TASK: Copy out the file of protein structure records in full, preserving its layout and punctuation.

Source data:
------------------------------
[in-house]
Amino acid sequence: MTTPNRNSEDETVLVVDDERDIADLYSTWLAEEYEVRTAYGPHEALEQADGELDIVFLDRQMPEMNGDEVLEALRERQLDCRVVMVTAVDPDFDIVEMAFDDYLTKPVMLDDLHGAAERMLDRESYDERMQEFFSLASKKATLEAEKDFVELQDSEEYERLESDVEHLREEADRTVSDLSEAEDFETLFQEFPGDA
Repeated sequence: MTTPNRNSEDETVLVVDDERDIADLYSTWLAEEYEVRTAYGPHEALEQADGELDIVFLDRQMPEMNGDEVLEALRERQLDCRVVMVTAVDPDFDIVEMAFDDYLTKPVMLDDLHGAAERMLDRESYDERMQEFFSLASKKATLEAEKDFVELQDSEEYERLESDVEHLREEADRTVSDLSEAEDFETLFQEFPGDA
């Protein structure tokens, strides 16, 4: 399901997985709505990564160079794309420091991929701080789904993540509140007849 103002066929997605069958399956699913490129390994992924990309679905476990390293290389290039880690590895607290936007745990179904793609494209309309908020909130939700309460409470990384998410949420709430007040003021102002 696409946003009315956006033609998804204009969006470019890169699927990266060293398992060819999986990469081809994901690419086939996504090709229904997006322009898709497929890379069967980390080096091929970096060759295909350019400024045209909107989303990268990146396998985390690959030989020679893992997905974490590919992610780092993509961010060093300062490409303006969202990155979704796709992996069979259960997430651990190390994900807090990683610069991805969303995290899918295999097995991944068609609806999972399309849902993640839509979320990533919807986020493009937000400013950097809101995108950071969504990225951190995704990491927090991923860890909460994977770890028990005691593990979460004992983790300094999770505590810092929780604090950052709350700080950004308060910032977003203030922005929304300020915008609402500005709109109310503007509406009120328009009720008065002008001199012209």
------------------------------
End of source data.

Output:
[in-house]
Amino acid sequence: MTTPNRNSEDETVLVVDDERDIADLYSTWLAEEYEVRTAYGPHEALEQADGELDIVFLDRQMPEMNGDEVLEALRERQLDCRVVMVTAVDPDFDIVEMAFDDYLTKPVMLDDLHGAAERMLDRESYDERMQEFFSLASKKATLEAEKDFVELQDSEEYERLESDVEHLREEADRTVSDLSEAEDFETLFQEFPGDA
Repeated sequence: MTTPNRNSEDETVLVVDDERDIADLYSTWLAEEYEVRTAYGPHEALEQADGELDIVFLDRQMPEMNGDEVLEALRERQLDCRVVMVTAVDPDFDIVEMAFDDYLTKPVMLDDLHGAAERMLDRESYDERMQEFFSLASKKATLEAEKDFVELQDSEEYERLESDVEHLREEADRTVSDLSEAEDFETLFQEFPGDA
């Protein structure tokens, strides 16, 4: 399901997985709505990564160079794309420091991929701080789904993540509140007849 103002066929997605069958399956699913490129390994992924990309679905476990390293290389290039880690590895607290936007745990179904793609494209309309908020909130939700309460409470990384998410949420709430007040003021102002 696409946003009315956006033609998804204009969006470019890169699927990266060293398992060819999986990469081809994901690419086939996504090709229904997006322009898709497929890379069967980390080096091929970096060759295909350019400024045209909107989303990268990146396998985390690959030989020679893992997905974490590919992610780092993509961010060093300062490409303006969202990155979704796709992996069979259960997430651990190390994900807090990683610069991805969303995290899918295999097995991944068609609806999972399309849902993640839509979320990533919807986020493009937000400013950097809101995108950071969504990225951190995704990491927090991923860890909460994977770890028990005691593990979460004992983790300094999770505590810092929780604090950052709350700080950004308060910032977003203030922005929304300020915008609402500005709109109310503007509406009120328009009720008065002008001199012209």